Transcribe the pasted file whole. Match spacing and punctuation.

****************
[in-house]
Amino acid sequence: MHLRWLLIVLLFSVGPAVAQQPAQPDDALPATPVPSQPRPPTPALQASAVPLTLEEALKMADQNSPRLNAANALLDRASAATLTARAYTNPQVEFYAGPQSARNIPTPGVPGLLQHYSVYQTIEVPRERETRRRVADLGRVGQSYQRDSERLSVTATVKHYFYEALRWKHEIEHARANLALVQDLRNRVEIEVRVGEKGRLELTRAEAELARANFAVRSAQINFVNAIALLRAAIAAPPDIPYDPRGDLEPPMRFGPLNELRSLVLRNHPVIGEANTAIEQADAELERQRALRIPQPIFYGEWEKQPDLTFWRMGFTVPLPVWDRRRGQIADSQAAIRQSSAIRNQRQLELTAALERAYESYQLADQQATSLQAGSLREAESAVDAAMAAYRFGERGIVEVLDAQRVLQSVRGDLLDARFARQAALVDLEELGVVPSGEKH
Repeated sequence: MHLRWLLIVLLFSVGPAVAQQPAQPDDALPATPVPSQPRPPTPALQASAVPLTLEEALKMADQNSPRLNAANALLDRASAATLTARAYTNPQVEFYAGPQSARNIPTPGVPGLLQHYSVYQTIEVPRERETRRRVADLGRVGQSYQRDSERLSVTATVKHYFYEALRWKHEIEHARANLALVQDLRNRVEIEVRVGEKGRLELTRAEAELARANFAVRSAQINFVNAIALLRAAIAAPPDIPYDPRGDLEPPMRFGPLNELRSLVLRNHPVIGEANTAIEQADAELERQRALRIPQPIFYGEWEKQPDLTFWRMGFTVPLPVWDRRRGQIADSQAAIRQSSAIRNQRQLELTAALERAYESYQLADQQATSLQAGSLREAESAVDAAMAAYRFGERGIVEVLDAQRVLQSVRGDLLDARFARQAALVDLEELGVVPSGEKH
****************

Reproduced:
[in-house]
Amino acid sequence: MHLRWLLIVLLFSVGPAVAQQPAQPDDALPATPVPSQPRPPTPALQASAVPLTLEEALKMADQNSPRLNAANALLDRASAATLTARAYTNPQVEFYAGPQSARNIPTPGVPGLLQHYSVYQTIEVPRERETRRRVADLGRVGQSYQRDSERLSVTATVKHYFYEALRWKHEIEHARANLALVQDLRNRVEIEVRVGEKGRLELTRAEAELARANFAVRSAQINFVNAIALLRAAIAAPPDIPYDPRGDLEPPMRFGPLNELRSLVLRNHPVIGEANTAIEQADAELERQRALRIPQPIFYGEWEKQPDLTFWRMGFTVPLPVWDRRRGQIADSQAAIRQSSAIRNQRQLELTAALERAYESYQLADQQATSLQAGSLREAESAVDAAMAAYRFGERGIVEVLDAQRVLQSVRGDLLDARFARQAALVDLEELGVVPSGEKH
Repeated sequence: MHLRWLLIVLLFSVGPAVAQQPAQPDDALPATPVPSQPRPPTPALQASAVPLTLEEALKMADQNSPRLNAANALLDRASAATLTARAYTNPQVEFYAGPQSARNIPTPGVPGLLQHYSVYQTIEVPRERETRRRVADLGRVGQSYQRDSERLSVTATVKHYFYEALRWKHEIEHARANLALVQDLRNRVEIEVRVGEKGRLELTRAEAELARANFAVRSAQINFVNAIALLRAAIAAPPDIPYDPRGDLEPPMRFGPLNELRSLVLRNHPVIGEANTAIEQADAELERQRALRIPQPIFYGEWEKQPDLTFWRMGFTVPLPVWDRRRGQIADSQAAIRQSSAIRNQRQLELTAALERAYESYQLADQQATSLQAGSLREAESAVDAAMAAYRFGERGIVEVLDAQRVLQSVRGDLLDARFARQAALVDLEELGVVPSGEKH